He almost does the unthinkable, contrasting scenes of sheer violence with soothing music. It is rare that we see action scenes accompanied by songs, let alone love songs. However, this is the case during the climactic fight between Ranvijay and Abrar, which is supported by the song ‘Saari Duniya Jalaa Denge’. It is essentially a song about loving your family, creating a juxtaposition as these two men take it in turns to tear each other to pieces. This is a common theme within Vanga’s films, for despite portrayals of dark characters such as Kabir Singh and Ranvijay Singh, his films include such beautiful romantic songs with wonderful lyricism, including ‘Kaise Hua’, ‘Pehla Pyaar’, ‘Tujhe Kitna Chahne Lage’, ‘Satranga’, ‘Pehle Bhi Mai’n, and the aforementioned ‘Saari Duniya Jalaa Denge’.

So, what exactly is wrong with it? The film involves a lot of violence. And that’s an understatement. There’s a scene in which Ranvijay murders approximately 300 people in a hotel, and the final showdown scene is also particularly gruesome. The film also includes its fair share of adultery, with prostitute visits, as well as Ranbir choosing to be intimate with Zoya (Tripti Dimri) in order to protect his father. Ranvijay is in a toxic relationship with his wife, Geetanjali (Rashmika Mandanna), and uses a ‘male ego’-infused speech to break off their marriage. To further add to the list, he chooses to go to his sister’s school with a rifle, because some college boys are sexually harassing her. This list could also extend to comment on the potentially Islamophobic and anti-Sikh references within the film. All of this doesn’t paint a good picture, and what’s more, Vanga hasn’t made any comments to deter this behaviour.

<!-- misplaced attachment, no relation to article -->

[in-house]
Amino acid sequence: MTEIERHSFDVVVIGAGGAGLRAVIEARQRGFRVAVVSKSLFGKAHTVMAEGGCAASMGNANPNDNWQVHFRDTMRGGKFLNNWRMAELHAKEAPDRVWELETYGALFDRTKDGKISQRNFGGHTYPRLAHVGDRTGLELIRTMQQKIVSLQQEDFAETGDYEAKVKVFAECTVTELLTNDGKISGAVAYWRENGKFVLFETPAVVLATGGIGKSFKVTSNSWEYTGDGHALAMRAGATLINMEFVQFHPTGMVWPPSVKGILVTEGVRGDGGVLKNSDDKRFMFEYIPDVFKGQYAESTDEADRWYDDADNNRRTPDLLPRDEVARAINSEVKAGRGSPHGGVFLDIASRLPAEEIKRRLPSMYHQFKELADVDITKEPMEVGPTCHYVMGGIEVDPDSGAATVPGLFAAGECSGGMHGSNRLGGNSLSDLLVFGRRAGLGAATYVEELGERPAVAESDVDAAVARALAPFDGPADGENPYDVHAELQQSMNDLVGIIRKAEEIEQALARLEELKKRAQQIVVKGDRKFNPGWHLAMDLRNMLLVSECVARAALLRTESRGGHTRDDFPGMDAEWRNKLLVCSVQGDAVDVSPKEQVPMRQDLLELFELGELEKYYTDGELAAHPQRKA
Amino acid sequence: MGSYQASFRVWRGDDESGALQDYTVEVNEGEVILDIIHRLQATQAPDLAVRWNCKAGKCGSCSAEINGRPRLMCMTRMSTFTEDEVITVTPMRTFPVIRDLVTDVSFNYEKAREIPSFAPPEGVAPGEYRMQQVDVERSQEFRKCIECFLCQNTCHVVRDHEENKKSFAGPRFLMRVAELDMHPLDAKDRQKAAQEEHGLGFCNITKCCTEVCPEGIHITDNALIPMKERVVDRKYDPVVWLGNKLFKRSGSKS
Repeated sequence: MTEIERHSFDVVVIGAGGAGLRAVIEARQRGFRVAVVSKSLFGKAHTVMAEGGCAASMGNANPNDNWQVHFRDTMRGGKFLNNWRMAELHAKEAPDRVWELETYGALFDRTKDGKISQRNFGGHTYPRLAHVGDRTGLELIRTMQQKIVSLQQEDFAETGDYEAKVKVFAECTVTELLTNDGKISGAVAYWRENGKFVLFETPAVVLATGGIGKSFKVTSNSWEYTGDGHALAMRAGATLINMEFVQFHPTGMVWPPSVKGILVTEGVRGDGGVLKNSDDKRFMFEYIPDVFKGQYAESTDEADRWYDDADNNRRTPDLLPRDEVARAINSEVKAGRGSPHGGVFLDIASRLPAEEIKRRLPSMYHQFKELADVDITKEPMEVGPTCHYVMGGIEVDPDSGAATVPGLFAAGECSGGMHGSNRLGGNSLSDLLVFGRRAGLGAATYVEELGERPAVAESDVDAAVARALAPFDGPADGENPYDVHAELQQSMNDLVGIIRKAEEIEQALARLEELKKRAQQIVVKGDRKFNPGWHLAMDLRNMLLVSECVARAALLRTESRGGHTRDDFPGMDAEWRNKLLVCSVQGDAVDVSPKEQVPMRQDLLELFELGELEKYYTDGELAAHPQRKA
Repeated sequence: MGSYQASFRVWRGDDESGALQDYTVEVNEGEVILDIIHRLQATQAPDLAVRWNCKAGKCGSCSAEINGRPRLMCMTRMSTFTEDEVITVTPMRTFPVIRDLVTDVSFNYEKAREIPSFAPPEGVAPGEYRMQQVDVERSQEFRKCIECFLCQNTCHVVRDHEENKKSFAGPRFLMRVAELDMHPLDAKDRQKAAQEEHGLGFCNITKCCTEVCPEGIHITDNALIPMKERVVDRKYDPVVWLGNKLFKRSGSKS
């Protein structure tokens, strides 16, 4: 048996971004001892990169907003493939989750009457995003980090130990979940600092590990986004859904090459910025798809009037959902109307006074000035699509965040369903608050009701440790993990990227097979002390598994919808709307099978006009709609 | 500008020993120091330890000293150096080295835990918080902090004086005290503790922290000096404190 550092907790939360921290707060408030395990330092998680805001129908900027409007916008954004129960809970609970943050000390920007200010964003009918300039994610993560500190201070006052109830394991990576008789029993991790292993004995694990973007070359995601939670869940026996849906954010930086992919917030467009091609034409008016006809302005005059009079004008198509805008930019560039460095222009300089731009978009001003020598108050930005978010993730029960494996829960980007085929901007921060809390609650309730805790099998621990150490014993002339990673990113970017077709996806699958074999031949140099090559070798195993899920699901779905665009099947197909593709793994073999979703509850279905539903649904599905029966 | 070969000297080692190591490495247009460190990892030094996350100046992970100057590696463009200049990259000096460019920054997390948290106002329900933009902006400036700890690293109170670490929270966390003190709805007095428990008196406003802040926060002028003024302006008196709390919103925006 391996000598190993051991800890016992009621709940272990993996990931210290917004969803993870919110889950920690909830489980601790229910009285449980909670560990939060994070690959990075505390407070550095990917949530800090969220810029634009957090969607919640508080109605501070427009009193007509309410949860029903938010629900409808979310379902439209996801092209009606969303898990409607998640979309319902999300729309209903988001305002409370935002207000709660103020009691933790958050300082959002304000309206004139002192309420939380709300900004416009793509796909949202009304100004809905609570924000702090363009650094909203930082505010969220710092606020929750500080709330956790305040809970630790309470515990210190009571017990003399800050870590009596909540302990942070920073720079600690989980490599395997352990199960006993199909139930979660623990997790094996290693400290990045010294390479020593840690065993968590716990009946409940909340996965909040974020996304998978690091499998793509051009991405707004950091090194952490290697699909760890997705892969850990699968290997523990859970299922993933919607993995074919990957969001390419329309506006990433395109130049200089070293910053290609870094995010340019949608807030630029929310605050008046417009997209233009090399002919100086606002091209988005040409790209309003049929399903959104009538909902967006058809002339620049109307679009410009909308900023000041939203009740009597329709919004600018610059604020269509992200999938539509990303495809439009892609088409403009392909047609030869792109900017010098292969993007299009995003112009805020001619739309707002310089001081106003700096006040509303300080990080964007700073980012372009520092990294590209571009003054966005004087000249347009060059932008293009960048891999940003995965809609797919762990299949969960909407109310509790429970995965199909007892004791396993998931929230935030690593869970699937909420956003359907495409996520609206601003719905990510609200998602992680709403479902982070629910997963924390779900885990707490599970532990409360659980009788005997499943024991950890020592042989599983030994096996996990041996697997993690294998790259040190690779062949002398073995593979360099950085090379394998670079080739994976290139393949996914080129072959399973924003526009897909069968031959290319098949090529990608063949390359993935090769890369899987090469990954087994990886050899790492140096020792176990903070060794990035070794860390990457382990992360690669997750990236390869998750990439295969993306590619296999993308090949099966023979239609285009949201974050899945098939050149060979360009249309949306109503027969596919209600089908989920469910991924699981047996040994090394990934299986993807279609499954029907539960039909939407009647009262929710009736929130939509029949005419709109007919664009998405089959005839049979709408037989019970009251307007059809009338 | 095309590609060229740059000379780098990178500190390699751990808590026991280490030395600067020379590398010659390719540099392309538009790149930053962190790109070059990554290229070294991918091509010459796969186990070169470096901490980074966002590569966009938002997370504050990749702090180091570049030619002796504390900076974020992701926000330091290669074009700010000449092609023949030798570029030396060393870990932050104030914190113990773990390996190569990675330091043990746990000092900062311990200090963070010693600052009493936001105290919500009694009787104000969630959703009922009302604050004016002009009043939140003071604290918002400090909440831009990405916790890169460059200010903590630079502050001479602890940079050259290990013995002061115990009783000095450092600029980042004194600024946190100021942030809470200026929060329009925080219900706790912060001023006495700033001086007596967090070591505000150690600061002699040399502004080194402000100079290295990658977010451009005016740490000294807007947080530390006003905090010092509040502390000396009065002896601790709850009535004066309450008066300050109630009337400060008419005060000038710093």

The storyline isn’t flawless either, as it jumps around a little during a puzzling first half. The film spans over three hours and involves long drawn-out scenes of violence, which many have issues with, and in addition, the antagonist isn’t introduced until the first two hours have passed by. The decision to include four antagonists within the film, with three of them having a name beginning with ‘A’, also ought to be questioned, for this only serves to create confusion.

Ultimately, the gripe most have with Animal is that the protagonist’s violent actions and adultery are almost glorified within the film. Ranvijay does not face any ramifications for the crimes he commits. The same misogynistic elements occurred in Vanga’s first Bollywood movie, Kabir Singh, which also divided opinion.

It is not necessary for every Bollywood ‘hero’ to be the epitome of good

The important thing to remember when it comes to watching films is that movies are an art of storytelling. Vanga is telling us a story through an action film that is there to entertain us, and despite its length, it serves that purpose. It is not necessary for every Bollywood ‘hero’ to be the epitome of good. Some very successful Bollywood actors have played anti-hero protagonists, including the likes of Shah Rukh Khan, Shahid Kapoor, Aamir Khan, Aditya Roy Kapur, and Hrithik Roshan, and Ranbir Kapoor is just another addition, albeit a very bloody one, to a long list.

Just because Animal glorifies adultery and violence, that doesn’t mean the Indian public must endeavour to follow in his footsteps. It is the job of a director to present to us a story, and in turn, our role as an audience is to evaluate this in terms of its entertainment rather than a certain character. Disliking Animal and disliking Ranvijay Singh are two very different things, and perhaps, if you dislike Animal, you like it more than you think.